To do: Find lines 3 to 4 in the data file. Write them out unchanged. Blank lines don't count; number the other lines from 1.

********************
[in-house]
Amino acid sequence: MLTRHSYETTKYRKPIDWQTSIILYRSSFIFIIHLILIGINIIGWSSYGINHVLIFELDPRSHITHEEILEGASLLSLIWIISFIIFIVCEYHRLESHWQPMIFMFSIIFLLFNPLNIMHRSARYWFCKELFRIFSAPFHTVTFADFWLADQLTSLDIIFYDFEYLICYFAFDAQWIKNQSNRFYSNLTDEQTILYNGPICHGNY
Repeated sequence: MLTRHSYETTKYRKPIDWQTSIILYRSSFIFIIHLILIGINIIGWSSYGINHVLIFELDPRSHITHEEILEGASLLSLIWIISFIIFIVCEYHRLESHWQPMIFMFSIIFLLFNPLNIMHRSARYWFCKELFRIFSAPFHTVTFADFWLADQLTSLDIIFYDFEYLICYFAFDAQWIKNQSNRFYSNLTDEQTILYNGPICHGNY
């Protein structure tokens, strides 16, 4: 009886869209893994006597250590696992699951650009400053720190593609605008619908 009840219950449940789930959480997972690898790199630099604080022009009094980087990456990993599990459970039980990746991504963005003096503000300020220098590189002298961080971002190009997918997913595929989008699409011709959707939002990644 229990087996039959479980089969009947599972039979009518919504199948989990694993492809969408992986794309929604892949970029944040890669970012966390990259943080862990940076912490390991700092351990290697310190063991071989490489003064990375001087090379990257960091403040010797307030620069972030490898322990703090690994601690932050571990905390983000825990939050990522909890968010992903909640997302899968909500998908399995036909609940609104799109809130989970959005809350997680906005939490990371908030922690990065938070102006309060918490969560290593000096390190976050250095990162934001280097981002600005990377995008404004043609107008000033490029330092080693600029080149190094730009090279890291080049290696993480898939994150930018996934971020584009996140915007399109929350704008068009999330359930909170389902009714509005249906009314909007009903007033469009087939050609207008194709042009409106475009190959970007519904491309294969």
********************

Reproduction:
Repeated sequence: MLTRHSYETTKYRKPIDWQTSIILYRSSFIFIIHLILIGINIIGWSSYGINHVLIFELDPRSHITHEEILEGASLLSLIWIISFIIFIVCEYHRLESHWQPMIFMFSIIFLLFNPLNIMHRSARYWFCKELFRIFSAPFHTVTFADFWLADQLTSLDIIFYDFEYLICYFAFDAQWIKNQSNRFYSNLTDEQTILYNGPICHGNY
């Protein structure tokens, strides 16, 4: 009886869209893994006597250590696992699951650009400053720190593609605008619908 009840219950449940789930959480997972690898790199630099604080022009009094980087990456990993599990459970039980990746991504963005003096503000300020220098590189002298961080971002190009997918997913595929989008699409011709959707939002990644 229990087996039959479980089969009947599972039979009518919504199948989990694993492809969408992986794309929604892949970029944040890669970012966390990259943080862990940076912490390991700092351990290697310190063991071989490489003064990375001087090379990257960091403040010797307030620069972030490898322990703090690994601690932050571990905390983000825990939050990522909890968010992903909640997302899968909500998908399995036909609940609104799109809130989970959005809350997680906005939490990371908030922690990065938070102006309060918490969560290593000096390190976050250095990162934001280097981002600005990377995008404004043609107008000033490029330092080693600029080149190094730009090279890291080049290696993480898939994150930018996934971020584009996140915007399109929350704008068009999330359930909170389902009714509005249906009314909007009903007033469009087939050609207008194709042009409106475009190959970007519904491309294969």